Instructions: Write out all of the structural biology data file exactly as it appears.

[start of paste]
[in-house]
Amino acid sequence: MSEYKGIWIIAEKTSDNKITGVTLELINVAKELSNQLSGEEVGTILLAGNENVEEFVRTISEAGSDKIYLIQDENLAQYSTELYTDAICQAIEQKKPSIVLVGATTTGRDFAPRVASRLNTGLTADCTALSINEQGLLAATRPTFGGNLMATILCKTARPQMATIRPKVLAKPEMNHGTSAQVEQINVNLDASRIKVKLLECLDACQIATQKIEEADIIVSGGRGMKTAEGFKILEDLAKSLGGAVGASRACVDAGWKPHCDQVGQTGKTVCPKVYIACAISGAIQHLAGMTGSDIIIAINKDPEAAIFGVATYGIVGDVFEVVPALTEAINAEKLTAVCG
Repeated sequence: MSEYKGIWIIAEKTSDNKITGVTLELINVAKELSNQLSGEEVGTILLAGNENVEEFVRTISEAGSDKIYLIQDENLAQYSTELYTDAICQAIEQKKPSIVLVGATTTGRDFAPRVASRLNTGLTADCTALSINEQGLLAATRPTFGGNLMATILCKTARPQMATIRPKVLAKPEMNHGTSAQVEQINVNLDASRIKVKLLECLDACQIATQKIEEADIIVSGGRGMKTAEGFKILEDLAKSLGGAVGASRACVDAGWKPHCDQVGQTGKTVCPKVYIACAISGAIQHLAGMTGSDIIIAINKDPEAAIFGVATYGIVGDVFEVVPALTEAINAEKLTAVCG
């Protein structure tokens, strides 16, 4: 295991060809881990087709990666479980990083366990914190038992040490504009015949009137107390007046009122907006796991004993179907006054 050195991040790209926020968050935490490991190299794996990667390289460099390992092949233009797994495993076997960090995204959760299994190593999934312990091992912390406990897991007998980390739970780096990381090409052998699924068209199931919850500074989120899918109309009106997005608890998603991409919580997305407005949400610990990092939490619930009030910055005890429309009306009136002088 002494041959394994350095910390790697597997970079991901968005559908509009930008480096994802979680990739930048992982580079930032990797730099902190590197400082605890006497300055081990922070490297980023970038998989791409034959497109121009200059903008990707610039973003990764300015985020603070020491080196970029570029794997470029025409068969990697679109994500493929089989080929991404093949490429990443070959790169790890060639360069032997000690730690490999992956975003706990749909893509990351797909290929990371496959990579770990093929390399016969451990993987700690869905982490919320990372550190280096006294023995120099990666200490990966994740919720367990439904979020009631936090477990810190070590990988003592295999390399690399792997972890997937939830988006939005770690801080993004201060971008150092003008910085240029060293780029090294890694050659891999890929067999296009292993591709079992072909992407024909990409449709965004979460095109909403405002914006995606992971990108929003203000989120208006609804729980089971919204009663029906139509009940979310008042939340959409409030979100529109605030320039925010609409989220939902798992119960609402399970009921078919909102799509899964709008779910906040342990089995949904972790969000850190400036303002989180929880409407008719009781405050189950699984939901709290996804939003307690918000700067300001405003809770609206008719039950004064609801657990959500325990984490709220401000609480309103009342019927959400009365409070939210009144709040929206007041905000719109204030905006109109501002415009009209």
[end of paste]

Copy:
[in-house]
Amino acid sequence: MSEYKGIWIIAEKTSDNKITGVTLELINVAKELSNQLSGEEVGTILLAGNENVEEFVRTISEAGSDKIYLIQDENLAQYSTELYTDAICQAIEQKKPSIVLVGATTTGRDFAPRVASRLNTGLTADCTALSINEQGLLAATRPTFGGNLMATILCKTARPQMATIRPKVLAKPEMNHGTSAQVEQINVNLDASRIKVKLLECLDACQIATQKIEEADIIVSGGRGMKTAEGFKILEDLAKSLGGAVGASRACVDAGWKPHCDQVGQTGKTVCPKVYIACAISGAIQHLAGMTGSDIIIAINKDPEAAIFGVATYGIVGDVFEVVPALTEAINAEKLTAVCG
Repeated sequence: MSEYKGIWIIAEKTSDNKITGVTLELINVAKELSNQLSGEEVGTILLAGNENVEEFVRTISEAGSDKIYLIQDENLAQYSTELYTDAICQAIEQKKPSIVLVGATTTGRDFAPRVASRLNTGLTADCTALSINEQGLLAATRPTFGGNLMATILCKTARPQMATIRPKVLAKPEMNHGTSAQVEQINVNLDASRIKVKLLECLDACQIATQKIEEADIIVSGGRGMKTAEGFKILEDLAKSLGGAVGASRACVDAGWKPHCDQVGQTGKTVCPKVYIACAISGAIQHLAGMTGSDIIIAINKDPEAAIFGVATYGIVGDVFEVVPALTEAINAEKLTAVCG
């Protein structure tokens, strides 16, 4: 295991060809881990087709990666479980990083366990914190038992040490504009015949009137107390007046009122907006796991004993179907006054 050195991040790209926020968050935490490991190299794996990667390289460099390992092949233009797994495993076997960090995204959760299994190593999934312990091992912390406990897991007998980390739970780096990381090409052998699924068209199931919850500074989120899918109309009106997005608890998603991409919580997305407005949400610990990092939490619930009030910055005890429309009306009136002088 002494041959394994350095910390790697597997970079991901968005559908509009930008480096994802979680990739930048992982580079930032990797730099902190590197400082605890006497300055081990922070490297980023970038998989791409034959497109121009200059903008990707610039973003990764300015985020603070020491080196970029570029794997470029025409068969990697679109994500493929089989080929991404093949490429990443070959790169790890060639360069032997000690730690490999992956975003706990749909893509990351797909290929990371496959990579770990093929390399016969451990993987700690869905982490919320990372550190280096006294023995120099990666200490990966994740919720367990439904979020009631936090477990810190070590990988003592295999390399690399792997972890997937939830988006939005770690801080993004201060971008150092003008910085240029060293780029090294890694050659891999890929067999296009292993591709079992072909992407024909990409449709965004979460095109909403405002914006995606992971990108929003203000989120208006609804729980089971919204009663029906139509009940979310008042939340959409409030979100529109605030320039925010609409989220939902798992119960609402399970009921078919909102799509899964709008779910906040342990089995949904972790969000850190400036303002989180929880409407008719009781405050189950699984939901709290996804939003307690918000700067300001405003809770609206008719039950004064609801657990959500325990984490709220401000609480309103009342019927959400009365409070939210009144709040929206007041905000719109204030905006109109501002415009009209």